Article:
On another note I’m sick of hearing from the eastern states centric BOM and other weather media outlets how “dry” we are getting it in the west vs how wet it is in the east. It is wet in the east, that’s for sure, and it’s probably dry in the Pilbara, but it isnt dry or below average rainfall everywhere in WA. The rain just won’t stop here and we are definitely not below average rainfall here, this year, last year or the year before that.  The weather media will differentiate between Victoria, NSW, QLD, southern NSW, central NSW, northern rivers NSW, southern QLD, far north QLD etc etc, but I read an article today that just lumped WA into one category and said we are all below average rain and dry over here. Well the reality is wheat farmers can’t harvest because it’s raining so much and many have already claimed insurance for wheat that’s reshot in the head. Their crops are ruined because of the wet. It all grew spectacularly due to the good rains but they haven’t stopped. The longer it goes on the more will be ruined. Compared to the multiple disasters in the east, it is almost insignificant, but to lump WA a state with latitudes from 35S to about 15S into one category and then say it’s dry is crazy. I wish it would dry out. 

Rant over. 

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Millbrook, "Kinjarling" Noongar word meaning "Place of Rain", Rainbow Coast, Western Australia 35S. Warm temperate. Csb Koeppen Climate classification. Cool nights all year round.

 

 

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This was taken this morning. It’s nearly summer and the lake level isn’t dropping yet. It normally would start to drop by now. 

A6B9AB46-1FE0-45A5-8DCF-B9F687123D4C.jpeg

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Millbrook, "Kinjarling" Noongar word meaning "Place of Rain", Rainbow Coast, Western Australia 35S. Warm temperate. Csb Koeppen Climate classification. Cool nights all year round.

 

 

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Along the lines of the Tonga eruption and climate effects. Not sure exactly how accurate the science is in this video but it makes some interesting food for thought re the unusual weather down under this year and how the la nina effects have been exaggerated even further.

https://m.youtube.com/watch?v=EZtRKbTdQVw&feature=youtu.be#bottom-sheet

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1 hour ago, Phil Petersen said:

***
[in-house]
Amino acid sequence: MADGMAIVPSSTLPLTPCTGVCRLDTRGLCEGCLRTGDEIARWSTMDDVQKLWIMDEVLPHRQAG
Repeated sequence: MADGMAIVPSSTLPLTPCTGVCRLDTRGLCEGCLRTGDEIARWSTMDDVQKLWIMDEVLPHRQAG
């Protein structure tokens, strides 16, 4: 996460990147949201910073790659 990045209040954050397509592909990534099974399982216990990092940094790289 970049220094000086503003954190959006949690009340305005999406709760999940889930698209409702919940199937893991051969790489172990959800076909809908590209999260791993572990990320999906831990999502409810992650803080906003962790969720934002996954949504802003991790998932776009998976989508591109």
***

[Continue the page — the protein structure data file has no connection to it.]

Along the lines of the Tonga eruption and climate effects. Not sure exactly how accurate the science is in this video but it makes some interesting food for thought re the unusual weather down under this year and how the la nina effects have been exaggerated even further.

https://m.youtube.com/watch?v=EZtRKbTdQVw&feature=youtu.be#bottom-sheet

Just watched the video and it was good. However how they explain it all, works well for the east of the country but not the west. We are in a positive SAM that is strongly positive due to the eruption of water into the stratosphere which according to the science pushes the cold fronts way south away from Australia. That should then make the west of the country, dry, warm and sunny. However we are getting cold front after cold front with frigid air coming up from Antarctica that should technically be held down south due to the strong polar vortex. So I don’t know. These models paint the east wet, west dry picture, but unless you are talking about the Pilbara or inland Murchison areas which are essentially desert areas anyway, the west is far from a drought infested dry place. The wheatbelt is a soggy mess, we’ve had our annual rainfall already, I can’t drive on my lawn without getting bogged. I wish we were drier and sunnier. At the moment we are stuck in winter, and I’ve got the fire raging while it’s freezing cold for November out there and pelting with more rain. My ten day accumulated rain forecasts are identical to the east coast totals at the moment on windy.com. I haven’t needed to water my landscape at all yet and being this close to summer it’s unprecedented for my garden. 

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Millbrook, "Kinjarling" Noongar word meaning "Place of Rain", Rainbow Coast, Western Australia 35S. Warm temperate. Csb Koeppen Climate classification. Cool nights all year round.

 

 

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48 minutes ago, PalmCode said:

Just had one of the heaviest downpours of rain here I think I've ever seen. It only lasted about 10 minutes, luckily. 

The northern part of Auckland looks like it had a serious dumping according to the radar.

NZ looks like it will be wet in the next ten days, while the east coast of Australia looks like it will dry up a bit. That wet weather is probably going to cross the Tasman then. 

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Millbrook, "Kinjarling" Noongar word meaning "Place of Rain", Rainbow Coast, Western Australia 35S. Warm temperate. Csb Koeppen Climate classification. Cool nights all year round.

 

 

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9 hours ago, Tyrone said: